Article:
Quick facts

Common name: red-necked longhorn beetle

Scientific name: Aromia bungii

What does it affect?: Plum, cherries, damson, quince and apricot

Areas affected so far: not present in the UK

Origin: Asia

What does red-necked longhorn beetle damage look like?

As this beetle spends most of its life as larvae inside the trunk of the tree, there are often no symptoms until the infestation is severe.

Symptoms include:

  • The leaves turn yellow or red; they wilt and fall off the tree early as the larvae feed inside the bark creating tunnels and galleries, affecting the tree’s ability to transport water and nutrients around the tree.
  • As larvae tunnel and feed they produce frass (sawdust-like material) which collects at the base of the tree.
  • Oval shaped holes (6-10mm wide and 10-16mm long) are left when the adults are fully developed and chew their way through the bark and exit the tree.

What is the red-necked longhorn beetle?

Adult beetles are black and shiny with a bright red pronotum/thorax (neck). Adults are 20–40 mm long with distinctively long antennae.

Its lifecycle lasts 2-4 years. The larvae are active, feeding in the trees, until late autumn. They overwinter inside the trunk or branches, protected from cold temperatures, and are well adapted to survive in extreme climates. They pupate inside the tree in the spring, and the newly developed adults emerge during summer. Following emergence, the adult beetles mate and feed on mature or rotten fruit and leaves. The lifespan of adults is 47–55 days. It is the larval stages which damage the tree.

Where has the red-necked longhorn beetle impacted?

This pest is not currently in the UK. It was first found in Europe in 2008 when three adults were intercepted among wooden pallets in a warehouse in the UK. The first report of this species in the wider landscape was in Germany in July 2011 and it is now also present in Italy.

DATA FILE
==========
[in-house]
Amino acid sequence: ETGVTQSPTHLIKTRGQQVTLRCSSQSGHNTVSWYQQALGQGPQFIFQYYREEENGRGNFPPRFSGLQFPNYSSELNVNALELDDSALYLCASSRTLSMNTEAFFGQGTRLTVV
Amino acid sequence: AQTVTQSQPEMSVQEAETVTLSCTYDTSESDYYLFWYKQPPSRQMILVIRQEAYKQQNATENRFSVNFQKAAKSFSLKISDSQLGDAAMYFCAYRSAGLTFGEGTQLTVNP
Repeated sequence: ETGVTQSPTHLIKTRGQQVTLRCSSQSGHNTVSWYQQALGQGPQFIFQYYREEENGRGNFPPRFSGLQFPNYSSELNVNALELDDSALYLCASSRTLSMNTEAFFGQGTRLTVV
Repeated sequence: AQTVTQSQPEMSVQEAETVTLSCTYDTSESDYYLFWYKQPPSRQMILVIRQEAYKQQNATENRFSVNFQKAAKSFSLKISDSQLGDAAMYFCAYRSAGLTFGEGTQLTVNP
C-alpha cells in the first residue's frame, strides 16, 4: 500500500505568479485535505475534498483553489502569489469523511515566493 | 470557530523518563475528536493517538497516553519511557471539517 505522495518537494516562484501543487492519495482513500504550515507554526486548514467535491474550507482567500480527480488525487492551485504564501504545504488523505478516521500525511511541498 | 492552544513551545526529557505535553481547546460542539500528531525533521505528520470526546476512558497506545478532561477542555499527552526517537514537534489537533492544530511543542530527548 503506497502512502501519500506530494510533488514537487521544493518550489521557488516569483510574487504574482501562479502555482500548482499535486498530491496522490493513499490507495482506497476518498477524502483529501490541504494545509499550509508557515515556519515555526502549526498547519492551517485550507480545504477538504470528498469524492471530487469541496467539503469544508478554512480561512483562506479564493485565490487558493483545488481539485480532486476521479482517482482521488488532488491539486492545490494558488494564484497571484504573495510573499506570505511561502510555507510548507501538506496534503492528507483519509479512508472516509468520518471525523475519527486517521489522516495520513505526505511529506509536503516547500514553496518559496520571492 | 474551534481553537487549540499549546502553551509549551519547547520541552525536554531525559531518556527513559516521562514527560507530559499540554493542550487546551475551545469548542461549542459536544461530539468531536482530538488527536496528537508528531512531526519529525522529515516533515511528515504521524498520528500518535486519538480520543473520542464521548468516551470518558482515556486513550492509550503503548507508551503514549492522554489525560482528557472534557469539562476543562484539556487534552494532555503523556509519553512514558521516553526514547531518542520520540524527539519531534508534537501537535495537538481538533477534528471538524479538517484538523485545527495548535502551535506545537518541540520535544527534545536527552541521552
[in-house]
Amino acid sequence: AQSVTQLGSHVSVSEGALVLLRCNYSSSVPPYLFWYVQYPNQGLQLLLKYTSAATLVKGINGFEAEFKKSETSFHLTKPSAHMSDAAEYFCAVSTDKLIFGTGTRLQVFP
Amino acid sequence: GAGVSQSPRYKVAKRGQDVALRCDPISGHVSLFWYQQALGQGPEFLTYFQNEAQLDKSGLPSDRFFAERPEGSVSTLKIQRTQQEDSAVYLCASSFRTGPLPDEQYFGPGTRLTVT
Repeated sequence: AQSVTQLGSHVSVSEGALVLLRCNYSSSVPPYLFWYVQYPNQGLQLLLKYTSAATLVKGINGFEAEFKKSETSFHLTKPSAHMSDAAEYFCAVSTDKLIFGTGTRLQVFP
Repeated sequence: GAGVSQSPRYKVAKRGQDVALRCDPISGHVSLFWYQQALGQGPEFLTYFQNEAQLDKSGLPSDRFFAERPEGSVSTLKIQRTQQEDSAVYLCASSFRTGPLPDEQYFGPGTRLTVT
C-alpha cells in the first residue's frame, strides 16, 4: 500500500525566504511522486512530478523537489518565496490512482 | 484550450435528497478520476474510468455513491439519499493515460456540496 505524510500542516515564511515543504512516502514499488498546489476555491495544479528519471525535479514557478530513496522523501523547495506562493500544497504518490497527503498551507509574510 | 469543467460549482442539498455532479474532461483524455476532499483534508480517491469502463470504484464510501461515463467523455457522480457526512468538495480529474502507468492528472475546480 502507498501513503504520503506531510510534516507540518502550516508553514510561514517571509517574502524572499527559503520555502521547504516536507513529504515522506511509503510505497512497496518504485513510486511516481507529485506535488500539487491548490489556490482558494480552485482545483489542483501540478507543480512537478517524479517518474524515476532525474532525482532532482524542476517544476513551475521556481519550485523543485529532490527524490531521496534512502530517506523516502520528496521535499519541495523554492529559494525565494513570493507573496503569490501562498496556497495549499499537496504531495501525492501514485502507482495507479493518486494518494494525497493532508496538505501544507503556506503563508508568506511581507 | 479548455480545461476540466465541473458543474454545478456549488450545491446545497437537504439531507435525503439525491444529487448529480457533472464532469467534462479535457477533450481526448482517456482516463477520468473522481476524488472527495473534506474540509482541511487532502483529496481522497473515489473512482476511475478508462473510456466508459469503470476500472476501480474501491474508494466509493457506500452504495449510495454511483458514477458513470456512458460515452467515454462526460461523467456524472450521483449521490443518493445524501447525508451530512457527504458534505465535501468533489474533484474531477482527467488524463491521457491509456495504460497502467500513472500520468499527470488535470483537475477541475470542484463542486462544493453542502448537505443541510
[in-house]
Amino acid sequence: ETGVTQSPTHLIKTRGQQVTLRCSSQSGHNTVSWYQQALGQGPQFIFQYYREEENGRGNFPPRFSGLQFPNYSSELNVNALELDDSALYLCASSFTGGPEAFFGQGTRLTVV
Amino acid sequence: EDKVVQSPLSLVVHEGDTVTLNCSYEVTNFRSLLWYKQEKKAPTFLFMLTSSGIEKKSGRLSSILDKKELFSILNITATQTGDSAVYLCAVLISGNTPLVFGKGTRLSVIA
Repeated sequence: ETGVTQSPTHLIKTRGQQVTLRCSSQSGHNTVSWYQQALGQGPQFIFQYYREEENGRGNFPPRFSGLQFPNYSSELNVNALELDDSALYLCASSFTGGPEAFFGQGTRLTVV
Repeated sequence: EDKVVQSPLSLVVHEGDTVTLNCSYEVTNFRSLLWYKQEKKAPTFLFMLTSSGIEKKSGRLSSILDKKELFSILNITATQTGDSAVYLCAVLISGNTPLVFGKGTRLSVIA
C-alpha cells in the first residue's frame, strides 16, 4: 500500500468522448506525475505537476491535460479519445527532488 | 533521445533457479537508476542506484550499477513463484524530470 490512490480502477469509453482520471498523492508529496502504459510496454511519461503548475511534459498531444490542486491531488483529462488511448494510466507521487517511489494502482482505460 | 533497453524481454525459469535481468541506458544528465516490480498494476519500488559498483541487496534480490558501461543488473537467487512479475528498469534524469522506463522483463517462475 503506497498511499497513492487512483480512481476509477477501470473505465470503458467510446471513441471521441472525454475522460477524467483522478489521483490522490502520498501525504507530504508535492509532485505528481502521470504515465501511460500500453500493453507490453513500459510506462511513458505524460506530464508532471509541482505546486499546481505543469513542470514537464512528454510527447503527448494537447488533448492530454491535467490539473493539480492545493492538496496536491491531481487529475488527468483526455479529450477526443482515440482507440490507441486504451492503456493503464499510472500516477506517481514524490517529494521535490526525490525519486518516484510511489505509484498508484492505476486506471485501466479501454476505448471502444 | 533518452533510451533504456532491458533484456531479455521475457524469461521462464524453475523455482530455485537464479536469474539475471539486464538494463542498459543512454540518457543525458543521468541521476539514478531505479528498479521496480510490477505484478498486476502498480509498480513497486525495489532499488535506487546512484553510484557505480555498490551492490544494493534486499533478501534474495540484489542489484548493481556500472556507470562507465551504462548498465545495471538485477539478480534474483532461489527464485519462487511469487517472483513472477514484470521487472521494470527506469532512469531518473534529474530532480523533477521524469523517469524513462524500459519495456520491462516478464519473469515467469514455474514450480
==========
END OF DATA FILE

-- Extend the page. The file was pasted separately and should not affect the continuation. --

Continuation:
How did the red-necked longhorn beetle get here and what impact will it have?

The red-necked longhorn beetle is not currently in the UK. It is native to eastern Asia, including China, Korea, Taiwan and Vietnam. It’s recently been introduced to Japan.

If it does arrive in the UK, the most likely entry is from the live plant trade and in wood packaging material.

Global trade is a risk in the spread of this pest, as it is moved around the world in packaging or on live plants. And as temperatures increase in the future, it may become established in new ranges.

What impact will the red-necked longhorn beetle have?

After a few years of successive infestation, the tree will become severely weakened, produce less fruit, and may die.

The only fully effective way of controlling the larvae is to destroy the plant. Insecticides have little effect on the larvae inside the bark.

What are we doing about it?

It is important we look out for the early symptoms because once the adults emerge, the infestation could be heavy.

As well as this work we have:

  • Developed a UK and Ireland Sourced and Grown assurance scheme to make sure that all the trees we plant and sell are produced in the UK. 
  • Lobbied the government to improve biosecurity at border points to stop new pests and diseases entering the UK.
  • Partnered with Observatree, a tree health citizen science project which trains volunteers to spot pests and diseases, thereby helping tree health authorities identify and manage outbreaks early.

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What to do if you spot it

If you think you've spotted the symptoms of this pest report it to the plant health authorities via TreeAlert if you are in Britain, or TreeCheck if you are in Northern Ireland.

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